Turkey reports February current account data Monday. A deficit of -$2.5 bln is expected. If so, the 13-month total would fall slightly to -$47.8 bln. February IP will be reported Tuesday and is expected to rise 8.0% y/y vs. 11.4% in January. The central bank meets Thursday and is expected to keep rates steady at 19.0%. A couple of analysts look for a rate cut. Comments from Erdogan confirm his desire to cut rates rapidly and so there is clear risk of a dovish surprise this week. The economy is suffering greatly from the pandemic and Erdogan is desperate to inject some stimulus quickly.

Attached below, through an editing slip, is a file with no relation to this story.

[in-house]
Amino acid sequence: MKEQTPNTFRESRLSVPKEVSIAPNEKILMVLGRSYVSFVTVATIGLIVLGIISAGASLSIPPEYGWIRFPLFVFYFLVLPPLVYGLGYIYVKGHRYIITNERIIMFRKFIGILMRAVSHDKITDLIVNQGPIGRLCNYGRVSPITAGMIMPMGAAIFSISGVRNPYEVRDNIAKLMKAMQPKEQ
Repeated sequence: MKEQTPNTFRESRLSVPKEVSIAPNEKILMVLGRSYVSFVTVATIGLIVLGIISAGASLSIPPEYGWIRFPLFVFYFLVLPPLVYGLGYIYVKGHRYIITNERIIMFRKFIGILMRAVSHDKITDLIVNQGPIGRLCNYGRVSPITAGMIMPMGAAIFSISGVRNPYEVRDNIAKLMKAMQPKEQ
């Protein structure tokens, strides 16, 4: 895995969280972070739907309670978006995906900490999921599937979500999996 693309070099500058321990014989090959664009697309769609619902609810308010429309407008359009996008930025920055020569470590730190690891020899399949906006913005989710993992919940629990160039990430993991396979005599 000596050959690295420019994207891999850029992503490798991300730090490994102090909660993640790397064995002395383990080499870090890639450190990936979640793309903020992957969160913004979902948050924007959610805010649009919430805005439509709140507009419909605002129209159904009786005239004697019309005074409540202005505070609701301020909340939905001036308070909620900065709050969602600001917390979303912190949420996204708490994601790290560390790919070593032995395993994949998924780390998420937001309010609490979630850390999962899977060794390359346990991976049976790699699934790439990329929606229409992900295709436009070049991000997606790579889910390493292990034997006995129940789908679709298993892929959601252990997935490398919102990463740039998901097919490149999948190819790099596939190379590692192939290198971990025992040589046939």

Czech Republic reports March CPI Tuesday. Inflation is expected to pick up to 2.4% y/y vs. 2.1% in February. If so, it would be the highest since November but still within the 1-3% target range. Minutes from the March 24 meeting saw policymakers acknowledge a longer than expected impact of the pandemic, which would mean a later start to the tightening cycle as well as a slower pace than outlined in their forecasts for three hikes this year starting mid-year. Next central bank policy is May 6 and so we expect a dovish hold that updates its official forward guidance to be more in line with the March minutes.